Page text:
“MUSFAR is asking the BoR to reconsider its position on safety measures for the system,” said Bradford Watson, chair of MUSFAR, in the letter. “The BoR has the Constitutional Authority to govern the safety and wellbeing of the campuses, and we implore you to reconsider your position and require both vaccines and masks, regardless of vaccination status, for all indoor spaces on all MUS campuses.”
MUSFAR had asked last month for an indoor mask mandate, and in the letter Friday, it also asked for a vaccine requirement.
The Chronicle of Higher Education has identified 1,023 campuses across the country that are “requiring vaccines of at least some students or employees.” The letter from Watson notes public institutions are among those mandating vaccines for the entire campus.
“With the full FDA approval of the Pfizer-BioNTech COVID-19 vaccine on August 23, we have seen public institutions across the country institute a vaccine requirement for all members of the campus community (faculty, students and staff),” Watson wrote. “Over 600 higher education institutions, with over 200 of those being public institutions, have required vaccines for the entire campus community.”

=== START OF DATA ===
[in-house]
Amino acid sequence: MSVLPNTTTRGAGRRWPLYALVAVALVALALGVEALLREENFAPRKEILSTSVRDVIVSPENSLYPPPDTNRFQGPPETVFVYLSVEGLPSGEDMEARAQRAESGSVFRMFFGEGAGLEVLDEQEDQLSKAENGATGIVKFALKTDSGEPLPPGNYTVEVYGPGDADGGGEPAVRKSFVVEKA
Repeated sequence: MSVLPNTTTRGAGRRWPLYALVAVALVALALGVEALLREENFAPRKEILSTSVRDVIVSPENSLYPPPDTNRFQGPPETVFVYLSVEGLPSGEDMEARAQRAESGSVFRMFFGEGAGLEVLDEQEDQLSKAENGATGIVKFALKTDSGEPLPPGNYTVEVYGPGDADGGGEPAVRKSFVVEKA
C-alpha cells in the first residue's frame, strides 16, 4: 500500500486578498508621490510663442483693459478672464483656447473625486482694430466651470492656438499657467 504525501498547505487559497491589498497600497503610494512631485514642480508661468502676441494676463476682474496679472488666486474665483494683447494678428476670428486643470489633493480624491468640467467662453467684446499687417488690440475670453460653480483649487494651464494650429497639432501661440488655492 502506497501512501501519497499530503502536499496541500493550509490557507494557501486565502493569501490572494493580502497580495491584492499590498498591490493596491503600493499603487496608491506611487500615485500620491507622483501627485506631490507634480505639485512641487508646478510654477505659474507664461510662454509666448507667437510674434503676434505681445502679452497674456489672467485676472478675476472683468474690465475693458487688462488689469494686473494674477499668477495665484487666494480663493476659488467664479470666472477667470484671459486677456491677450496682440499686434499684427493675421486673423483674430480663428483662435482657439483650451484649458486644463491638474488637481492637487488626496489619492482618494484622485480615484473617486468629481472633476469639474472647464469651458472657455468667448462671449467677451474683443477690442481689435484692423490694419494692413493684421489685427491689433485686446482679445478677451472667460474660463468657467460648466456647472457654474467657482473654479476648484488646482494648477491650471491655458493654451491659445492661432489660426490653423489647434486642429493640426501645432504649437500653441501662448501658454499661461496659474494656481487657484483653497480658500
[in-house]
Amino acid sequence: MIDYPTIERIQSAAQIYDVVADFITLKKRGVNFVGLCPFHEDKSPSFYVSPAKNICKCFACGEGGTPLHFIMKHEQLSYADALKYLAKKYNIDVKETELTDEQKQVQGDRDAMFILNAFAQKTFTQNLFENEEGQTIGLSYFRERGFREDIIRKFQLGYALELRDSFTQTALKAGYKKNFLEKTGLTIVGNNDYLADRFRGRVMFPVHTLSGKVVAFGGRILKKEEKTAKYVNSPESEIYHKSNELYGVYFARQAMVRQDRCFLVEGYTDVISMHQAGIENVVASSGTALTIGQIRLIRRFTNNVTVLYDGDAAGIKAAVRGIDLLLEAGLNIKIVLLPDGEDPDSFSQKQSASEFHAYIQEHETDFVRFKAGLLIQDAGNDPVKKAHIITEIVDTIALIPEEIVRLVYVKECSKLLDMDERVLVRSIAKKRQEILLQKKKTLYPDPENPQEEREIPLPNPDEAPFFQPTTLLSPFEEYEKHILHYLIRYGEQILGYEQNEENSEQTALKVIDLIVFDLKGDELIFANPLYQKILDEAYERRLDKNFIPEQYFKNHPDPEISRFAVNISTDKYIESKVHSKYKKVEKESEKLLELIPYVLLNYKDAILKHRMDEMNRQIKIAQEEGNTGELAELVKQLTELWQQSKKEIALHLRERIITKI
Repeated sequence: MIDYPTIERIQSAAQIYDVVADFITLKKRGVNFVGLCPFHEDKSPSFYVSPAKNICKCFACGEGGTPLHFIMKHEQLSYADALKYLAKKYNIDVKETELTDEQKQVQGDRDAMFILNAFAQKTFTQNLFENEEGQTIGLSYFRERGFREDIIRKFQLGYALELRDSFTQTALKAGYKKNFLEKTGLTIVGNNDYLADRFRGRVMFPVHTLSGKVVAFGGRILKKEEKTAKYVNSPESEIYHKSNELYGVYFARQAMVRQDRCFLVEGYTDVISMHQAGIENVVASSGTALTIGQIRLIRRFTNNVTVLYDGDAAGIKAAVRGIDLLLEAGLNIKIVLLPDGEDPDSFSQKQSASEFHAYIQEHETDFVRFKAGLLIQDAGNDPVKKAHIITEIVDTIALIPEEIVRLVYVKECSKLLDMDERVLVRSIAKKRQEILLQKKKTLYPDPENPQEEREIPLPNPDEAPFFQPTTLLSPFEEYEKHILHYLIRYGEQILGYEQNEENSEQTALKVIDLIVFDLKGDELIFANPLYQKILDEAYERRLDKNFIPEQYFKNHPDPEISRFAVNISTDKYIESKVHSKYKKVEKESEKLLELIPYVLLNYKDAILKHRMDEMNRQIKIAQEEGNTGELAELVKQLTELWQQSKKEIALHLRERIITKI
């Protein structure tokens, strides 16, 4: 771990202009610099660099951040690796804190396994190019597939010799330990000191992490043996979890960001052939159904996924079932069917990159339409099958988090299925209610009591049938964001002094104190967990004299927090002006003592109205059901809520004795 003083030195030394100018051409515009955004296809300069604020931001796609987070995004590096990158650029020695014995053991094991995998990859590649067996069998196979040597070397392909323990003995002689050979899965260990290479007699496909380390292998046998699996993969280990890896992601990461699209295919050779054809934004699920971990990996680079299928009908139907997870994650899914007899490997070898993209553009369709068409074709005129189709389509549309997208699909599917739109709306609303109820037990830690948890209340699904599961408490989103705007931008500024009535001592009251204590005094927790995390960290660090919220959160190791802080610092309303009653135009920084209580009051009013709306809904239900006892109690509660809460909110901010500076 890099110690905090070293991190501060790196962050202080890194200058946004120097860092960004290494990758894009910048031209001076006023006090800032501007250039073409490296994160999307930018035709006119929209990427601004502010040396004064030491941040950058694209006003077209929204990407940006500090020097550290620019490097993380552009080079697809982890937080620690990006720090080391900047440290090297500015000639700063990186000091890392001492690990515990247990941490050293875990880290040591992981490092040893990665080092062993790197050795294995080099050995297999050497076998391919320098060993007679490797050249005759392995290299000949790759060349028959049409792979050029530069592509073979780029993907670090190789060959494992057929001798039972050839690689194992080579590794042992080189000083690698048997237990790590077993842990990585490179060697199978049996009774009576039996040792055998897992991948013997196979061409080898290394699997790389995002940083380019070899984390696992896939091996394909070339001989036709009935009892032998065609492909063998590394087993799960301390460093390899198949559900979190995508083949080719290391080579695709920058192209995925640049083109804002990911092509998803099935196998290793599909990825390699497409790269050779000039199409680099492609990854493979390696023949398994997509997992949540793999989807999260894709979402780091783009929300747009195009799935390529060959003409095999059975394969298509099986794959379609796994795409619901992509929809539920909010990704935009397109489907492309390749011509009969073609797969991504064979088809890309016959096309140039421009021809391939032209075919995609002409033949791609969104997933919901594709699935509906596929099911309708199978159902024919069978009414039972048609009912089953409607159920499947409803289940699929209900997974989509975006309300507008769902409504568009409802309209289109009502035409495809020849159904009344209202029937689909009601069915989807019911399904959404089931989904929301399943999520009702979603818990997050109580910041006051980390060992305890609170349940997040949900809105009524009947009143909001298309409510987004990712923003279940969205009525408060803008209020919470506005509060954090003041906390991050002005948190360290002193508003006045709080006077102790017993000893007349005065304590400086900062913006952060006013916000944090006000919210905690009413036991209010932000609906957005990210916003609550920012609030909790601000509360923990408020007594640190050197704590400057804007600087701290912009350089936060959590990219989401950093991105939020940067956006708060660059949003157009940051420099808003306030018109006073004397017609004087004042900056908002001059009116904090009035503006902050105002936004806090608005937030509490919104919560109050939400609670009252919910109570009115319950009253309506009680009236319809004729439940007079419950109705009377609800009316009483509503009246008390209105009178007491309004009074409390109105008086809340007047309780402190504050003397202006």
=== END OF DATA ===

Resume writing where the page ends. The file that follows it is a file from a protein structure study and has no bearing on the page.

(Durnell said vaccination exemptions granted in Montana would cover campuses, such as for people who are immunocompromised or have religious reasons for not being vaccinated, among others.)
Helen Thigpen of the Commissioner’s Office said Friday her office would review any resolutions it receives, but she was not aware of any that had been sent to date. The resolution from the UM Faculty Senate requests a response from the president and provost within five days of adoption, and UM spokesperson Dave Kuntz said communication has been ongoing.
“There has not been a formal response from the President or Provost yet, but UM administrators are communicating with the campus’ shared governance leaders on a very regular basis,” Kuntz said in an email. “UM remains very pleased with our mask compliance to date, and students, faculty, staff and administrators will continue to work together to promote the benefits of getting vaccinated to the entire UM community.”